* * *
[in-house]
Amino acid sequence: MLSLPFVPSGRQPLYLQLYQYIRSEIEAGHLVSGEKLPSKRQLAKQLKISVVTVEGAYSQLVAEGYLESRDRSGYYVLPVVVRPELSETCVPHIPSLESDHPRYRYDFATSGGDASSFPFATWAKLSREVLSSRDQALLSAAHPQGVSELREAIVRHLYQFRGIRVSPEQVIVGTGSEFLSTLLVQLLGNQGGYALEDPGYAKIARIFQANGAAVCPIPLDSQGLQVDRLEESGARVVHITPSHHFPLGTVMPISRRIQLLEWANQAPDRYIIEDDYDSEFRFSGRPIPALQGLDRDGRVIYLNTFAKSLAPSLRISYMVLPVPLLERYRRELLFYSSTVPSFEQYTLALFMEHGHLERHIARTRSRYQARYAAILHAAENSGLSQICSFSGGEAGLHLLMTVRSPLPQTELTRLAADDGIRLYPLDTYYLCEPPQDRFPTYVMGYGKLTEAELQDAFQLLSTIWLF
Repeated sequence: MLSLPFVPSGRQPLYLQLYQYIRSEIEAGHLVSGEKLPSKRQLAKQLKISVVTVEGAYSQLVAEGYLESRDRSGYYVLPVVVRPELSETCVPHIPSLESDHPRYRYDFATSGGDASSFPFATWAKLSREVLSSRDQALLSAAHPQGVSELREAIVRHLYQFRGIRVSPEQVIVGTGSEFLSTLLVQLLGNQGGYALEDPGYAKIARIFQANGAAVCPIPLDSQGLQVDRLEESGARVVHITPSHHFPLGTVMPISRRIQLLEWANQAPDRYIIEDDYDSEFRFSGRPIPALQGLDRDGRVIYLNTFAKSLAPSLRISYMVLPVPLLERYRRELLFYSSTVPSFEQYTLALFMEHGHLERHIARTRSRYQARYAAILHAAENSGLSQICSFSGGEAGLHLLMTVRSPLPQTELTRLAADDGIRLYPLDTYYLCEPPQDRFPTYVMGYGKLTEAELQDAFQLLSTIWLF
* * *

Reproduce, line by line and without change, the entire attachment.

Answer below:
[in-house]
Amino acid sequence: MLSLPFVPSGRQPLYLQLYQYIRSEIEAGHLVSGEKLPSKRQLAKQLKISVVTVEGAYSQLVAEGYLESRDRSGYYVLPVVVRPELSETCVPHIPSLESDHPRYRYDFATSGGDASSFPFATWAKLSREVLSSRDQALLSAAHPQGVSELREAIVRHLYQFRGIRVSPEQVIVGTGSEFLSTLLVQLLGNQGGYALEDPGYAKIARIFQANGAAVCPIPLDSQGLQVDRLEESGARVVHITPSHHFPLGTVMPISRRIQLLEWANQAPDRYIIEDDYDSEFRFSGRPIPALQGLDRDGRVIYLNTFAKSLAPSLRISYMVLPVPLLERYRRELLFYSSTVPSFEQYTLALFMEHGHLERHIARTRSRYQARYAAILHAAENSGLSQICSFSGGEAGLHLLMTVRSPLPQTELTRLAADDGIRLYPLDTYYLCEPPQDRFPTYVMGYGKLTEAELQDAFQLLSTIWLF
Repeated sequence: MLSLPFVPSGRQPLYLQLYQYIRSEIEAGHLVSGEKLPSKRQLAKQLKISVVTVEGAYSQLVAEGYLESRDRSGYYVLPVVVRPELSETCVPHIPSLESDHPRYRYDFATSGGDASSFPFATWAKLSREVLSSRDQALLSAAHPQGVSELREAIVRHLYQFRGIRVSPEQVIVGTGSEFLSTLLVQLLGNQGGYALEDPGYAKIARIFQANGAAVCPIPLDSQGLQVDRLEESGARVVHITPSHHFPLGTVMPISRRIQLLEWANQAPDRYIIEDDYDSEFRFSGRPIPALQGLDRDGRVIYLNTFAKSLAPSLRISYMVLPVPLLERYRRELLFYSSTVPSFEQYTLALFMEHGHLERHIARTRSRYQARYAAILHAAENSGLSQICSFSGGEAGLHLLMTVRSPLPQTELTRLAADDGIRLYPLDTYYLCEPPQDRFPTYVMGYGKLTEAELQDAFQLLSTIWLF